Word of the Day – “schade”

Hello everyone,

and welcome to our German Word of the Day. This time, we’ll take a look at


A really really cool word which might actually be the key to intuitively knowing the gender of like ANY German noun right when you see it.
And it’s also a great word to express disappointment.
Hmmm… I feel like I know where this is going.
But let’s jump right in and find out…

Let’s start our little tour with the noun der Schaden. The origin is the “not as ancient as Indo-European roots but still pretty ancient” Germanic root *skath-which was about the idea of hurting, damaging and which also pretty reveals the English side of the family… to scathe. But while scathe is pretty rare nowadays and only seen as unscathed (unharmed) , the noun der Schaden is the German word for a damage or defect.
Here is is as a stand alone…

And here are a couple of common compounds…

And of course we have to mention the word that has made it into all “Top X Non-translatable German Words English should import”-lists ever.
Literally, it means harm-joy, damage-joy and it is the joy you experience about someone else’s misery. Sounds really awful, but I think everyone is guilty of it. Even Jesus!!
Like… I remember that one time, when Mattheus fell off the mule right after calling Jesus a Hippie. Jesus kept snickering the whole day. Anyway, examples…

So this is the noun der Schaden. And that’s exactly what schade was in the beginning… this noun. Well, without the n.
One way people would use it back then was to express that something sucks. Just like in English we say

  • ( It’s a) pity that….

they would say

  • Es ist ein Schade, dass… (not idiomatic anymore)
  • Lit.: It’s a damage that…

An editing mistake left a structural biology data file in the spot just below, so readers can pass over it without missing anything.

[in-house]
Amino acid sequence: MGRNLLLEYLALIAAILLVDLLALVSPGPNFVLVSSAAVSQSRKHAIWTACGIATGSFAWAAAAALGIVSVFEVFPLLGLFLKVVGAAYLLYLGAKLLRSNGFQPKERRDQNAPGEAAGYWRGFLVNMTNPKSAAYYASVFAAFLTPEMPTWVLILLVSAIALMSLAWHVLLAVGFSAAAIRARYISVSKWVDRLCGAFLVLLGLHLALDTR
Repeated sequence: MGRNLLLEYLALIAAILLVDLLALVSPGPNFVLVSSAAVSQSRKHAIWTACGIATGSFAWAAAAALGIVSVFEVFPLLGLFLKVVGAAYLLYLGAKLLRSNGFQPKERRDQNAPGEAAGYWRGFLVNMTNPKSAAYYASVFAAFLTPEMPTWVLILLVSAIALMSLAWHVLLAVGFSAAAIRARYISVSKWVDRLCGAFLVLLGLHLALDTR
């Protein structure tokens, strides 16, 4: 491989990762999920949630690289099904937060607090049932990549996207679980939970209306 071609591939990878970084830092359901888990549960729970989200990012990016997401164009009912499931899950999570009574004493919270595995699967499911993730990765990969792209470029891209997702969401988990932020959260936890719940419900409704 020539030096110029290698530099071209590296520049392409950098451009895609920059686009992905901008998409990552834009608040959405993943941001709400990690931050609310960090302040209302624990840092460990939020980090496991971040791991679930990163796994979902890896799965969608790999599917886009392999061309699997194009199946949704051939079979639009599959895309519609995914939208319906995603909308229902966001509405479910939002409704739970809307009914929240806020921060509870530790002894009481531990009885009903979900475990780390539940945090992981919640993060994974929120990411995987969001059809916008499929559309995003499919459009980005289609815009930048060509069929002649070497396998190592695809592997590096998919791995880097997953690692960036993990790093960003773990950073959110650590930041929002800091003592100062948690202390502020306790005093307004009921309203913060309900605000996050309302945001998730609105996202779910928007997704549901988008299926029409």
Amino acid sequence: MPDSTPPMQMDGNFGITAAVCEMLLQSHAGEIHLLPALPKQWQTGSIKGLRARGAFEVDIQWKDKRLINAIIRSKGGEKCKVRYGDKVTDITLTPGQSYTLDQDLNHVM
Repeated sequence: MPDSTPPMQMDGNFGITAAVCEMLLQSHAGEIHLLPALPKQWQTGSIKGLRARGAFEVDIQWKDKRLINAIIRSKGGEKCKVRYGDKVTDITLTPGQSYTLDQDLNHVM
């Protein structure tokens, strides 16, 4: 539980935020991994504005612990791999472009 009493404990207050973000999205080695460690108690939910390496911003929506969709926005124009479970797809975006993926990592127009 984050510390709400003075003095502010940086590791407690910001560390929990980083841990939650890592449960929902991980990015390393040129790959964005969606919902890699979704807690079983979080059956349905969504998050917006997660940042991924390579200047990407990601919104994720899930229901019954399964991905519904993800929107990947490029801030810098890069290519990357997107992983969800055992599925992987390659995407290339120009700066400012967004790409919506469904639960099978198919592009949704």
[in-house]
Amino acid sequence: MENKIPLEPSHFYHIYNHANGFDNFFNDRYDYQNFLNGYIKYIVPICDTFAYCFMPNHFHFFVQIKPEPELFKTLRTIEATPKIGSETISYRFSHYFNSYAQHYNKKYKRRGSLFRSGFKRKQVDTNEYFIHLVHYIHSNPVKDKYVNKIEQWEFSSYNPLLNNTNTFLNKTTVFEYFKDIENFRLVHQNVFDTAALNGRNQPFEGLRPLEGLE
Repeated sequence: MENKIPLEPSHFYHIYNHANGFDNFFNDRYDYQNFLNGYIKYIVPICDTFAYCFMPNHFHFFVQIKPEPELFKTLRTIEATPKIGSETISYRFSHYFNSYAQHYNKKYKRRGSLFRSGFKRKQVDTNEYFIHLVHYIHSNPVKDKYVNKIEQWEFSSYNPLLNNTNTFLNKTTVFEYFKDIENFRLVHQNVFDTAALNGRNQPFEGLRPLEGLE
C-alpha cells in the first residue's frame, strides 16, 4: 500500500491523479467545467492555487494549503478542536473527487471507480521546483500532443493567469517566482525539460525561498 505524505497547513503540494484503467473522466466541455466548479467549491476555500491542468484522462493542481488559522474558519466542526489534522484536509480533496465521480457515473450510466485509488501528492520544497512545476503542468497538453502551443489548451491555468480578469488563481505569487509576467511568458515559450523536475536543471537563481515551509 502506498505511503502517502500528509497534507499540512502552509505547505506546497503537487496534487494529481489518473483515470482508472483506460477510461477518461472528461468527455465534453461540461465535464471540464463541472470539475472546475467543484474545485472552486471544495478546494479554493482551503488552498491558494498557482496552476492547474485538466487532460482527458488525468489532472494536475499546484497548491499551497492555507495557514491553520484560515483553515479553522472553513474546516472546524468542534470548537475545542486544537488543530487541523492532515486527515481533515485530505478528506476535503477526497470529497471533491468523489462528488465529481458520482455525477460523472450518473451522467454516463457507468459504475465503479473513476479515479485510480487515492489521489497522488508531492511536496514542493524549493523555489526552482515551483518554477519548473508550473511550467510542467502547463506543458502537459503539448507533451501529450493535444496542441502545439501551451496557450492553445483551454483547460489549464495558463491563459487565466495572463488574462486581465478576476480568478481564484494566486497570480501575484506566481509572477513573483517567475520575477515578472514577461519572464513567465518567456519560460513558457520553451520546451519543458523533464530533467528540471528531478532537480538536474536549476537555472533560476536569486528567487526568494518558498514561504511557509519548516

And by the way, French does the exact same they. There you say

  • “C’est dommage que…. “

Now, I don’t want to say that Germans like to whine, but Germans like to whine. And they used the phrasing so frequently that it got shortened and eventually schade lost all its noun-ness and turned into the word it is today… a marker that you think something is a pity.

That last one is an excerpt from a short story I’m working on, by the way.
It’s called 5000 Schades of Grey.
Hmmm…. no one is laughing…. schade!
Anyways, as you can see, it’s really useful and the exact translation varies depending on context. And that’s not all. There are also a couple of fixed phrasings. The first one is schade um (etwas sein) and it means that something is lost in some way and that that loss is a pity.

And then there is zu schade sein, which expresses that something is too good to be lost or wasted.

Ugh… unicorns. It’s really schade that they’re so stuck up.
Anyway, so this is the word schade and even if you’re still a fledgling and you can barely make sentences, you can at least use schade as a one word exclamation. It’ll make you sound much more native speaker like.
Now of course there are a few other useful related words, so let’s take a look at those real quick before we wrap up.
They’re all pretty easy to guess though, I think. The idea of damage is super clear and you don’t need much mind yoga.

And then there are the two verbs schaden and beschädigen. They’re both about doing damage but they’re not synonyms.
Beschädigenis more momentary, if that makes sense. It’s about doing damage to an object at a point in time. It’s not limited to tangible things, but it doesn’t work for living beings. Oh, and it only talks about a partial damage. For damaging completely, the word is kaputtmachen.
Schaden on the other hand is more long term and a bit vague. And it works for in context of living beings.

Actually, there’s a third version, the verb schädigen, which is somewhere in the middle between the two but we’ll just do what the unicorn does with the forest cleaning schedule… ignore it :).
And that’s it for today. This was our look at schade and… what?… I forgot something? …. oohhhhh, the trick for guessing the noun gender. Oh well, that was of course nonsense. There is no such trick. But at least you now know what to say in a moment like this …
“You’re an idiot, Emanuel.”
Uh, that’s not what I meant.
As usual, if you have any questions or suggestions about schade or any of the other words, just leave me a comment.
I hope you liked it and see you next time.

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